It is in part the fact that browser authors add extra tags from one version of the HTML standard to a core from an earlier version and make up their own proprietary elements that causes some of the problems experienced by users. This is compounded by the fact that as the markup gets more complicated the opportunity for bugs to creep into different browsers increases. The result is that we have browsers and documents that all claim to be HTML when in fact many of them are not. To make matters even worse, many people don't specify which version of HTML a document is marked up in or even validate their documents to check that they match one of the specifications (known as a Document Type Definition or DTD).
Many browsers are very tolerant of the markup that they receive which in some ways is a good thing as it means that the end user is likely to see something even if the document's author has made a complete mess out of marking up the document. This has probably helped contribute to the Web's rapid growth as people perceive it to be relatively easily to add markup to documents and get working results. Unfortunately the flip side is that we are left with a Web full of poorly marked up documents not conforming to any of the standards, even the vendor specific extensions.
HTML Markup In Electronic Libraries
Electronic Libraries are in the business of providing information to their patrons via the network. The version of HTML markup used will therefore depend upon what they are trying to achieve and who their patrons are. If a service is only to be made available on a single site and that site only uses a single vendor's browser then of course the library is free to use whatever vendor specific HTML extensions it chooses. For example, if a service is only to be used within a site where all the users have Netscape Navigator v2.0, the Library can make use of blinking text with multiple fonts and frames, knowing that all its users will see much the same thing that the author did.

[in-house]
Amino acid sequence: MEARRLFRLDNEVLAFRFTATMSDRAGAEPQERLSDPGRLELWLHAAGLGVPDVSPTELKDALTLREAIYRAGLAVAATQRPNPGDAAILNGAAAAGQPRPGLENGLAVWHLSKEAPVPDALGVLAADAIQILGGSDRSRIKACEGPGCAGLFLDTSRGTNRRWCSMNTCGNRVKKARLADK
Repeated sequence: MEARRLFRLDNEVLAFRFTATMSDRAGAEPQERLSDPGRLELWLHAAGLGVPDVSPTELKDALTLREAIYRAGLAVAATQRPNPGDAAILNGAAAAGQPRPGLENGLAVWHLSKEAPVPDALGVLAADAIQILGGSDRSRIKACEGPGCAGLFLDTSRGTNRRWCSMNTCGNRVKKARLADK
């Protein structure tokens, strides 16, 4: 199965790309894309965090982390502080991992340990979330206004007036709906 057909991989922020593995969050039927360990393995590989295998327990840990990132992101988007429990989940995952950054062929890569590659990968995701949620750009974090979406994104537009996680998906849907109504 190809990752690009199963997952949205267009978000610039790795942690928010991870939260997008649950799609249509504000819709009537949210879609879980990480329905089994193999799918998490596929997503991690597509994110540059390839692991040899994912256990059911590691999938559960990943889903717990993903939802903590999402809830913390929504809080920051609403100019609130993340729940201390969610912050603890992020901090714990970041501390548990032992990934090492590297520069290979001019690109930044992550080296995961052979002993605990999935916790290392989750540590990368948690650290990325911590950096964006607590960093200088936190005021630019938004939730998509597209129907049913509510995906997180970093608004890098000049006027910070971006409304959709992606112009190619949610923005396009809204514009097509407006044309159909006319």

One point to note however is if the documents are intended to be very long lived the use of proprietary markup might render the upgrade process to the "next great browser" much harder than it would be if the documents were encoded using HTML 1.0 or 2.0. For documents with long life cycles (in computing terms, long is more than five years!) the library should really investigate the use of a more content oriented SGML markup such as TEI and then generate documents conforming to a specific HTML version from that.
However, if the service being provided will be used by patrons with many different browsers, it may be worthwhile sacrificing browser specific bells and whistles in favour of a more generic markup using the standard HTML DTDs. All though the result may not look as "pretty" as one using a vendor's proprietary tags, the chances are that it also will not look a complete mess when viewed on another browser. HTML 2.0 contains enough functionality that it can be used in most information provision situations. A library after all should be providing useful, high quality information resources to all comers and not trying to compete with ad agencies for "cool site of the week" awards.
The are some things that all sites should do however. The first of these is to include a line at the top of every document that they serve that specifies the DTD in use. This is rarely done and even this author admits to having written a large number of documents with no indication as to which version of HTML they conform to. To make this information easy for browsers to process there is a standard markup for it which is actually part of the SGML mechanism upon which all the standard HTML versions are based. An example of this "DOCTYPE" line for an HTML 2.0 document is:
<!DOCTYPE HTML PUBLIC "-//IETF//DTD HTML 2.0//EN">
The next thing that Electronic Library document authors can do to help raise the quality of HTML markup in use on the Web is to validate their documents against the appropriate DTDs. Originally this was a tedious and difficult thing to do which might explain why it is rarely done. However today there are a number HTML editors available that will prevent the generation of invalid HTML, some browsers (such as Arena) indicate when they receive invalid markup and there are also a number of online validation sites such as Halsoft's HTML Validation Service that this article has been checked with.